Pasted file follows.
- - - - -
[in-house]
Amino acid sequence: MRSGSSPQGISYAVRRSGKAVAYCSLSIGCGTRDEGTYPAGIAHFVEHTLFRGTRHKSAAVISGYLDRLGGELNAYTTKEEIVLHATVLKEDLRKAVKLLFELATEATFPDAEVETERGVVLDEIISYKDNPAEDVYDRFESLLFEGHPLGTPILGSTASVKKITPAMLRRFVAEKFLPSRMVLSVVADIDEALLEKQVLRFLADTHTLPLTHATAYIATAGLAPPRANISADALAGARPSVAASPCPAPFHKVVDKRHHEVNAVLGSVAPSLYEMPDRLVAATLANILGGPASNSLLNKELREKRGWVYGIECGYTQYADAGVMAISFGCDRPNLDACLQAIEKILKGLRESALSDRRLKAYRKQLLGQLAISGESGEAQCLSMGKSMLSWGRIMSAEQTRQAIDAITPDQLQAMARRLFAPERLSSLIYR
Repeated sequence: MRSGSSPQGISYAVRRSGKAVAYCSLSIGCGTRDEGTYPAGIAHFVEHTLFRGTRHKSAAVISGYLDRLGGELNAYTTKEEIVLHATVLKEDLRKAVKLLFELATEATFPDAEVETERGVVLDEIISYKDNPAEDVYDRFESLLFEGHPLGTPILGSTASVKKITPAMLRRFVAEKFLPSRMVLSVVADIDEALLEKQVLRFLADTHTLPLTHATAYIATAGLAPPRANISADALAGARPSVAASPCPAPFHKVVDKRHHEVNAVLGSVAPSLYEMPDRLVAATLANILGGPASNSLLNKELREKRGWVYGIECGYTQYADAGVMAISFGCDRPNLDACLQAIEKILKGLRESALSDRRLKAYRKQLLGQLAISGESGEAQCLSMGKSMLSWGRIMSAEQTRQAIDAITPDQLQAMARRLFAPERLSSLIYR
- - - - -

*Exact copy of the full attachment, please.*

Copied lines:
[in-house]
Amino acid sequence: MRSGSSPQGISYAVRRSGKAVAYCSLSIGCGTRDEGTYPAGIAHFVEHTLFRGTRHKSAAVISGYLDRLGGELNAYTTKEEIVLHATVLKEDLRKAVKLLFELATEATFPDAEVETERGVVLDEIISYKDNPAEDVYDRFESLLFEGHPLGTPILGSTASVKKITPAMLRRFVAEKFLPSRMVLSVVADIDEALLEKQVLRFLADTHTLPLTHATAYIATAGLAPPRANISADALAGARPSVAASPCPAPFHKVVDKRHHEVNAVLGSVAPSLYEMPDRLVAATLANILGGPASNSLLNKELREKRGWVYGIECGYTQYADAGVMAISFGCDRPNLDACLQAIEKILKGLRESALSDRRLKAYRKQLLGQLAISGESGEAQCLSMGKSMLSWGRIMSAEQTRQAIDAITPDQLQAMARRLFAPERLSSLIYR
Repeated sequence: MRSGSSPQGISYAVRRSGKAVAYCSLSIGCGTRDEGTYPAGIAHFVEHTLFRGTRHKSAAVISGYLDRLGGELNAYTTKEEIVLHATVLKEDLRKAVKLLFELATEATFPDAEVETERGVVLDEIISYKDNPAEDVYDRFESLLFEGHPLGTPILGSTASVKKITPAMLRRFVAEKFLPSRMVLSVVADIDEALLEKQVLRFLADTHTLPLTHATAYIATAGLAPPRANISADALAGARPSVAASPCPAPFHKVVDKRHHEVNAVLGSVAPSLYEMPDRLVAATLANILGGPASNSLLNKELREKRGWVYGIECGYTQYADAGVMAISFGCDRPNLDACLQAIEKILKGLRESALSDRRLKAYRKQLLGQLAISGESGEAQCLSMGKSMLSWGRIMSAEQTRQAIDAITPDQLQAMARRLFAPERLSSLIYR